What Is the Electoral College?
Established by Article II, Section 1, Clause 2 of the Constitution, the Electoral College is the formal body which elects the President and Vice President of the United States. The number of electors in a given state is equal to the sum of their Congressional membership (their number of representatives in the House plus their number of Senators, with the District of Columbia having three electors). Each state has its own process for choosing the people who serve as their electors, and most states have adopted legislation enforcing their electors’ pledge to their state’s winner to prevent what is known as faithless electors, or electors casting a vote for a candidate other than the one to whom they were pledged to by the people’s vote on Election Day.
On Election Day, voters are not actually choosing the president; instead, they are voting for the electors who will cast their ballots for that candidate in the Electoral College. 48 states plus Washington D.C. have a “winner-take-all” approach to assigning their electors, meaning the candidate who has the most votes in a state gets all of that state’s electors, while Maine and Nebraska assign their electors using a proportional system. There are currently 538 electors, and to win the presidency a candidate must earn at least 270 electors. If no candidate reaches the magic number of 270, a “contingent election” is held, where the House of Representatives chooses the new president from among the top three candidates, with the Senate choosing the vice president from the remaining two candidates. This has only happened twice: in the election of 1800, as depicted in the popular musical Hamilton, and in 1824, when the House elected John Quincy Adams to the presidency.
While Americans know Election Day is the Tuesday after the first Monday in November, the actual Electoral College vote takes place in mid-December, when electors gather in their respective state’s capital to cast their votes. These results are counted by Congress in a joint meeting held in the first week of January. It is then that if a candidate does not receive 270 votes that the contingent election would be held.
It is possible to lose the nationwide popular vote but win the Electoral College. This has happened four times in American history: in 1876, when Rutherford B. Hayes assumed the presidency after a controversial and disputed electoral college vote; in 1888, when Benjamin Harrison won the electoral vote and defeated incumbent Grover Cleveland; and in recent memory, in the presidential elections of 2000 and 2016. While history has often debated the validity of the Electoral College system and whether to switch the presidential election process to a direct national popular vote, in reality the closest America has ever come to abolishing the Electoral College came in 1969, when the House voted to advance a Constitutional amendment that would have abolished the Electoral College. Endorsed by President Richard Nixon, the proposal was filibustered in the Senate and failed.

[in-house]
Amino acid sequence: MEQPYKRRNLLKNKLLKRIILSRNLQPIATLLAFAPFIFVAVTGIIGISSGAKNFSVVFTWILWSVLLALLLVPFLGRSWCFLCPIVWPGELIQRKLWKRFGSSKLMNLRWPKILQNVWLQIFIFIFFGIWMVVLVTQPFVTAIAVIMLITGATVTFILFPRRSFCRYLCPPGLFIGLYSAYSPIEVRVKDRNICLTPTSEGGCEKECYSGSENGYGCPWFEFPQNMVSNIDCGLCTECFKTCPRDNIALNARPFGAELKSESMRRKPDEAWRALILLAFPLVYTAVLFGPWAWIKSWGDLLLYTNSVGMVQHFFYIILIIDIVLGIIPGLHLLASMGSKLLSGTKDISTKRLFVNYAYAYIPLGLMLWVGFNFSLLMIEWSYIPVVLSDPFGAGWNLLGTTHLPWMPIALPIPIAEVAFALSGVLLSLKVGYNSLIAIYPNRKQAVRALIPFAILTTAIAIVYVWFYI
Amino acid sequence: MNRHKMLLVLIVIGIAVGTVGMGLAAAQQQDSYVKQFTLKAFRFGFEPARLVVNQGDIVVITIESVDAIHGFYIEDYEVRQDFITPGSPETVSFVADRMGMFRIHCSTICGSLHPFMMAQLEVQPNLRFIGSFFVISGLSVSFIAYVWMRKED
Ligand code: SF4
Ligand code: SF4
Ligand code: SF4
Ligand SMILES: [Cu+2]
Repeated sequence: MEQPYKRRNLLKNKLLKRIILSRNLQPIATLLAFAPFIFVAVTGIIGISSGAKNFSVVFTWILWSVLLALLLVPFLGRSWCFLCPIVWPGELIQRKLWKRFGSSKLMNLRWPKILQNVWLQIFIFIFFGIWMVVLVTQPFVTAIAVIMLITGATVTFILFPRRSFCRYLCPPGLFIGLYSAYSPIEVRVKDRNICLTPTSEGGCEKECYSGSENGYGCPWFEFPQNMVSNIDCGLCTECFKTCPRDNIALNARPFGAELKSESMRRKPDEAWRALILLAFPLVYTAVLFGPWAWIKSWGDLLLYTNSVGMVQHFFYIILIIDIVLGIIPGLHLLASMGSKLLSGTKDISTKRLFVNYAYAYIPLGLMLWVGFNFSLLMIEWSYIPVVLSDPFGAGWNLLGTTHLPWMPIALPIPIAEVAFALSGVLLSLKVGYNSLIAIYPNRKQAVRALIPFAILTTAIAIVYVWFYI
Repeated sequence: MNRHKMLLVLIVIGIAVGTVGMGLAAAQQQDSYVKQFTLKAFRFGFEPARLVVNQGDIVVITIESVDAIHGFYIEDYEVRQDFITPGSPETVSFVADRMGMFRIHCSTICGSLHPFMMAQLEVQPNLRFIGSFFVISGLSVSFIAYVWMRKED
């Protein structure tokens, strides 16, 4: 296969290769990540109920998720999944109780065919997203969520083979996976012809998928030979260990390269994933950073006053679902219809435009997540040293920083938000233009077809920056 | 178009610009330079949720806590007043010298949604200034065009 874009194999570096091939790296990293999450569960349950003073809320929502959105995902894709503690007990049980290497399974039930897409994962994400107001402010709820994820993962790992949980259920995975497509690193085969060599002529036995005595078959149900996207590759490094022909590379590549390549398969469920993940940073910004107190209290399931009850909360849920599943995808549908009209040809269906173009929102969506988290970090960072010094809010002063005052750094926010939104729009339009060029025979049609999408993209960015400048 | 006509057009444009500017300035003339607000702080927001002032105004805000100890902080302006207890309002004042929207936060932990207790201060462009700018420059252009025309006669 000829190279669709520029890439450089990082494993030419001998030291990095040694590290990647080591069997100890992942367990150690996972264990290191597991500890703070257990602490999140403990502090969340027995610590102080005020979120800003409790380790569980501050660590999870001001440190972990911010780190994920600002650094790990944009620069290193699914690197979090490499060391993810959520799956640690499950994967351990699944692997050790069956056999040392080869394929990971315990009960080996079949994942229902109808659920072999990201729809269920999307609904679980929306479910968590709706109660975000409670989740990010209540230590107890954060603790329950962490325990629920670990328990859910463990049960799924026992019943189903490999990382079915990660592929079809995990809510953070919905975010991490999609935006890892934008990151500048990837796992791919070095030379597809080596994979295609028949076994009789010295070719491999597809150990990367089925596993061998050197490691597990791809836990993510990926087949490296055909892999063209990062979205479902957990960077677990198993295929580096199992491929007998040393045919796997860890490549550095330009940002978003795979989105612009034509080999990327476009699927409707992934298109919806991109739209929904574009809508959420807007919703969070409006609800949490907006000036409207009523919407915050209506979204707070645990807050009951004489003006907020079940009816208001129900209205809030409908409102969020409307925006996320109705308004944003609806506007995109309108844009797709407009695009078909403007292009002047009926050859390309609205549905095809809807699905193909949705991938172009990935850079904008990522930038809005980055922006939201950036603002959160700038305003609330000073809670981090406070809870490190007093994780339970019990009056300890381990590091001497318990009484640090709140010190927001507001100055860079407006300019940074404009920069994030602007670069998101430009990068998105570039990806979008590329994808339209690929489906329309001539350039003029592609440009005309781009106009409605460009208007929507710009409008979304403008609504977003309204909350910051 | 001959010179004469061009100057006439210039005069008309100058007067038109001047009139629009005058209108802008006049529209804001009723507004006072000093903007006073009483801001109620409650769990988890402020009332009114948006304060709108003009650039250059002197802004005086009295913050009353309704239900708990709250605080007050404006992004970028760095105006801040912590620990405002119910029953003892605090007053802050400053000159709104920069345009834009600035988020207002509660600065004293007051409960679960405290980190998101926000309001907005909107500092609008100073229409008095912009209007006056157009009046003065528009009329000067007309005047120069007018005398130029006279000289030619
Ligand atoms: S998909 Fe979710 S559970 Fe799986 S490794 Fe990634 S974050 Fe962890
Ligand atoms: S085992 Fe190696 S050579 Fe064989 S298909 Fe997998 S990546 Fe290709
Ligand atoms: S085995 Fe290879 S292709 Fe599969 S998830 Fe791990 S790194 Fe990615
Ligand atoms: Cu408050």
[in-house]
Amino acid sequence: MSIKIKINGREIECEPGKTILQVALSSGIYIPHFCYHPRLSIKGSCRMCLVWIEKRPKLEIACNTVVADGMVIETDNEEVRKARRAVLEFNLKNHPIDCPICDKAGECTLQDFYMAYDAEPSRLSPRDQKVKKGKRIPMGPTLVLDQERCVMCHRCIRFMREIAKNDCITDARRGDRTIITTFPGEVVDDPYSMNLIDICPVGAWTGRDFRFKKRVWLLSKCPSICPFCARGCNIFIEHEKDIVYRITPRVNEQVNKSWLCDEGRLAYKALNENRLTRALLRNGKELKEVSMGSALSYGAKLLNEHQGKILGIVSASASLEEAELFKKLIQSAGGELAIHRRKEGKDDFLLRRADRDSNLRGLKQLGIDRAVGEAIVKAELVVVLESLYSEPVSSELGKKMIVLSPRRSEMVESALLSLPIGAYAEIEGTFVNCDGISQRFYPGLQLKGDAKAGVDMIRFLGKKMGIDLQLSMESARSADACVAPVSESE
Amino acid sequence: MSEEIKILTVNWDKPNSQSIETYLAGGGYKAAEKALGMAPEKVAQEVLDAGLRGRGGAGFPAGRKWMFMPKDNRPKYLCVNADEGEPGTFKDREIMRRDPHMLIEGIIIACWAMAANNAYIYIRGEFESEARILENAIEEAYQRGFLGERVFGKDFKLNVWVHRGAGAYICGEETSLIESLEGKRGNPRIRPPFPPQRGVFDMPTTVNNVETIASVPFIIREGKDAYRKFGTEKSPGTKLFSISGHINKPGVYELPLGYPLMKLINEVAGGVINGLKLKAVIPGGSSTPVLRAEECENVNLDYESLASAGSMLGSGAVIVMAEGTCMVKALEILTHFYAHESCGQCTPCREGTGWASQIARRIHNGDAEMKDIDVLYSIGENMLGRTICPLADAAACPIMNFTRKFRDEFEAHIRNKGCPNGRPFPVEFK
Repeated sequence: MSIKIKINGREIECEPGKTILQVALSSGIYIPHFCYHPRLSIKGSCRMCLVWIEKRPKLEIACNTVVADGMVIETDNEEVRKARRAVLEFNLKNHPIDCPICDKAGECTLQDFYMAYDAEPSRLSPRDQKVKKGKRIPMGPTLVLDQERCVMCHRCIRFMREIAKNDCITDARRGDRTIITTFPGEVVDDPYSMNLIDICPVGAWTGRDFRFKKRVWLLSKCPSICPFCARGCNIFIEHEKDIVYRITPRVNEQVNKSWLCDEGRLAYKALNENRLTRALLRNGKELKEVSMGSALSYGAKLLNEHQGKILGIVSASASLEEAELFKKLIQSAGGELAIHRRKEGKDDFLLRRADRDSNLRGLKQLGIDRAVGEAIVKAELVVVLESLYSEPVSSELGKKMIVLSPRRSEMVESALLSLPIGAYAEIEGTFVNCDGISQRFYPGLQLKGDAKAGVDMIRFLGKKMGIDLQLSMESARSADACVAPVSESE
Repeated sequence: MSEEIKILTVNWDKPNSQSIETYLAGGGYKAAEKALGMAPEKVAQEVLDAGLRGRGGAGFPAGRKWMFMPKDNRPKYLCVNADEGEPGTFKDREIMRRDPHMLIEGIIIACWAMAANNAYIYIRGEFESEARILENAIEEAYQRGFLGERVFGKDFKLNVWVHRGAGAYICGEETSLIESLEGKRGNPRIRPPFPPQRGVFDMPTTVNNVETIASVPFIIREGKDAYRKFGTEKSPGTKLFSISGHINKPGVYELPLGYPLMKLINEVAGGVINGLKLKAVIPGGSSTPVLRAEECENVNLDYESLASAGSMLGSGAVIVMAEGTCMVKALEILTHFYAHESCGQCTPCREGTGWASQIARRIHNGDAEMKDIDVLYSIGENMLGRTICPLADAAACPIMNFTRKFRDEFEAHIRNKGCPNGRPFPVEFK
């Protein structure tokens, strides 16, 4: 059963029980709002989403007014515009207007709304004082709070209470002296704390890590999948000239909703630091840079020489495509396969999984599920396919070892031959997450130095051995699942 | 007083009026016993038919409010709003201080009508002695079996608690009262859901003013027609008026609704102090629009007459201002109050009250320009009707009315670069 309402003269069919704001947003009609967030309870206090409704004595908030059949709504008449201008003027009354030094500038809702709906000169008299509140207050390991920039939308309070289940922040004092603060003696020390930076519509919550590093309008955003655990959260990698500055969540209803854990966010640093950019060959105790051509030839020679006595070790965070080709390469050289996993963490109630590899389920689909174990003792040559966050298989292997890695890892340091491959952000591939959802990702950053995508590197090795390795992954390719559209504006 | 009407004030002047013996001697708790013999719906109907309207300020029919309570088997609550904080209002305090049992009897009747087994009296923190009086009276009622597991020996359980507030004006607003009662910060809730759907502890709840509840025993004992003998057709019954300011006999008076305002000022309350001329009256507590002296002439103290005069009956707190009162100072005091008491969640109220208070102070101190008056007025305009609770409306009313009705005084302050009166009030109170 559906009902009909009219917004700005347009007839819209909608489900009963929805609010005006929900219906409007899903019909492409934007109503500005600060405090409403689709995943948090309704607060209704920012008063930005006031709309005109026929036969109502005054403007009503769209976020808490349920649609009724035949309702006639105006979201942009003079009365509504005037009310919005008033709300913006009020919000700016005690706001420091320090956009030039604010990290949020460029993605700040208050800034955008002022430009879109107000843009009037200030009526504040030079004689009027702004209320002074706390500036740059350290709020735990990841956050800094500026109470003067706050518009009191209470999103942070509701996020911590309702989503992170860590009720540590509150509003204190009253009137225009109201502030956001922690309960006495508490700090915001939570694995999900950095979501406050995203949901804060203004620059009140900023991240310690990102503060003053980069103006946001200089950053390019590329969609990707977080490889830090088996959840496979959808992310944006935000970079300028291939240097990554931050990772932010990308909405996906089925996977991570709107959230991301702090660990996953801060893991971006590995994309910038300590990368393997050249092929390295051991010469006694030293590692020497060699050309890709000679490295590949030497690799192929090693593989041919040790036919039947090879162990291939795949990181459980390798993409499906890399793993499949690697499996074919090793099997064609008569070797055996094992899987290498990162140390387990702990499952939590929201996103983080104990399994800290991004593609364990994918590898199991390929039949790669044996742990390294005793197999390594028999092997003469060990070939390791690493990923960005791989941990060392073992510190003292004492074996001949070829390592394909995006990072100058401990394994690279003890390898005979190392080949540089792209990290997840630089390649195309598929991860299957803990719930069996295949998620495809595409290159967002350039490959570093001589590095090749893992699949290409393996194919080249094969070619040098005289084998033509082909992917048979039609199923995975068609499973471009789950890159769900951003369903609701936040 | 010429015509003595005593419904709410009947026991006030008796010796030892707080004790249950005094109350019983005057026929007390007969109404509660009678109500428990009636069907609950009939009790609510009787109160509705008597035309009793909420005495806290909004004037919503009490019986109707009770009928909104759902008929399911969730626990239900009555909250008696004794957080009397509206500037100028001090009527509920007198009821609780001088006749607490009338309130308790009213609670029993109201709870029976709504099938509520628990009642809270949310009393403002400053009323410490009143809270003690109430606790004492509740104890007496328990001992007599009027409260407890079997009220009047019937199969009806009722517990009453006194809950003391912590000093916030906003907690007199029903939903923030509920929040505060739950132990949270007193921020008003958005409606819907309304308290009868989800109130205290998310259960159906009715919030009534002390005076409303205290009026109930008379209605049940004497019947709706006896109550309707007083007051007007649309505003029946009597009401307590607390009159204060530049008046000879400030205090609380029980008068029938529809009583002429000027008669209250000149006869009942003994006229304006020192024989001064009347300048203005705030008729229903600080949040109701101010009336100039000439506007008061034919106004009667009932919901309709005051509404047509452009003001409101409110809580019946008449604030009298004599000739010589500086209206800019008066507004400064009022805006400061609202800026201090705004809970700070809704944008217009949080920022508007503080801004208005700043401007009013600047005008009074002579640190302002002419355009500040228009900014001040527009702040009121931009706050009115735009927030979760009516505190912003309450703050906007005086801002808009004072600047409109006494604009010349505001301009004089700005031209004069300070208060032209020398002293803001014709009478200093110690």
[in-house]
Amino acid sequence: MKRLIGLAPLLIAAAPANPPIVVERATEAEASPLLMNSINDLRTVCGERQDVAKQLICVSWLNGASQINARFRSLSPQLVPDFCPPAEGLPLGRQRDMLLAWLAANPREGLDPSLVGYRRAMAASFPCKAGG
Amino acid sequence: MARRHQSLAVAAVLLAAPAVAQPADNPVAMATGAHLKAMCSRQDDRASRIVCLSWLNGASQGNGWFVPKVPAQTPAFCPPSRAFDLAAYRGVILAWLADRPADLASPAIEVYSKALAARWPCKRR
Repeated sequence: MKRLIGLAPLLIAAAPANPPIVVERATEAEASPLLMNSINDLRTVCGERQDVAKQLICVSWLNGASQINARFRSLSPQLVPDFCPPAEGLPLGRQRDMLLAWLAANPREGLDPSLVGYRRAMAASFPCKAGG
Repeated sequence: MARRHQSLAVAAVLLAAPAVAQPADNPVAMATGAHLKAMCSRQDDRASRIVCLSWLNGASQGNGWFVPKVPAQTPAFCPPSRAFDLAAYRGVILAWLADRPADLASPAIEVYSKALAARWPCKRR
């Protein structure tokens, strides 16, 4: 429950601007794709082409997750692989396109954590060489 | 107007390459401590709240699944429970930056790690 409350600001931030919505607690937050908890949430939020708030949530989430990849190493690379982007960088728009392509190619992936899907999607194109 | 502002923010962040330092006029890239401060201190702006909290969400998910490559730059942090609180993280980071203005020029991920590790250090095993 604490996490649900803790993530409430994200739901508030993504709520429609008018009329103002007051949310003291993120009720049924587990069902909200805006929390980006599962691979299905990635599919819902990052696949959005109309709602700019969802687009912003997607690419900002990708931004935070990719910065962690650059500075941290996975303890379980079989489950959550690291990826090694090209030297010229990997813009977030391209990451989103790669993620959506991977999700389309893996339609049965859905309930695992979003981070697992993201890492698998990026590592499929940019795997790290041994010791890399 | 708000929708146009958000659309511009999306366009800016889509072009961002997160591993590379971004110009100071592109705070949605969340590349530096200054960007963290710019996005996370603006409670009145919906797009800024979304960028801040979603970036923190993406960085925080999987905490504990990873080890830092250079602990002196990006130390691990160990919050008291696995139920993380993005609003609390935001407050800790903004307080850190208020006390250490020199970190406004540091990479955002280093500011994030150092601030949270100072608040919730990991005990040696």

This subcollection brings together hearings, committee prints, CRS and GAO reports, books, treatises and more on the electoral college, explaining it, exploring it, and criticizing it. Navigate using the A-Z anchor or jump into the U.S. Presidential Library’s Advanced Search and use the Select Document Type box to search for content within the Electoral College subcollection.
Or, start your research with these titles that are related to some of the items and historical touchstones mentioned earlier in this blog post:
- Contingent Election of the President and Vice President by Congress: Perspectives and Contemporary Analysis (2020).
- Electoral Count of 1877. Proceedings of the Electoral Commission and of the Two Houses of Congress in Joint Meeting Relative to the Count of Electoral Votes Cast December 6, 1876, for the Presidential Term Commencing March 4, 1877 (1877).
- Electoral College Reform: Hearings before the Committee on the Judiciary, House of Representatives, Ninety-First Congress, First Session on H.J. Res. 179, H.J. Res. 181, and Similar Proposals to Amend the Constitution Relating to Electoral College Reform (1969).
- Supreme Court Clarifies Rules for Electoral College: States May Restrict Faithless Electors (2020).
Rounding out this subcollection are documents relating to other election issues, including election security and barriers to voting, including:
- Election Security: Hearing before the Committee on House Administration, House of Representatives, One Hundred Sixteenth Congress, First Session (2020).
- Report on the Investigation into Russian Interference in the 2016 Presidential Election (Vol I and II) (2019).
- Voter Choice 2000: A 50-State Report Card on the Presidential Elections (2000).
- Waiting to Vote: Racial Disparities in Election Day Experiences (2020).
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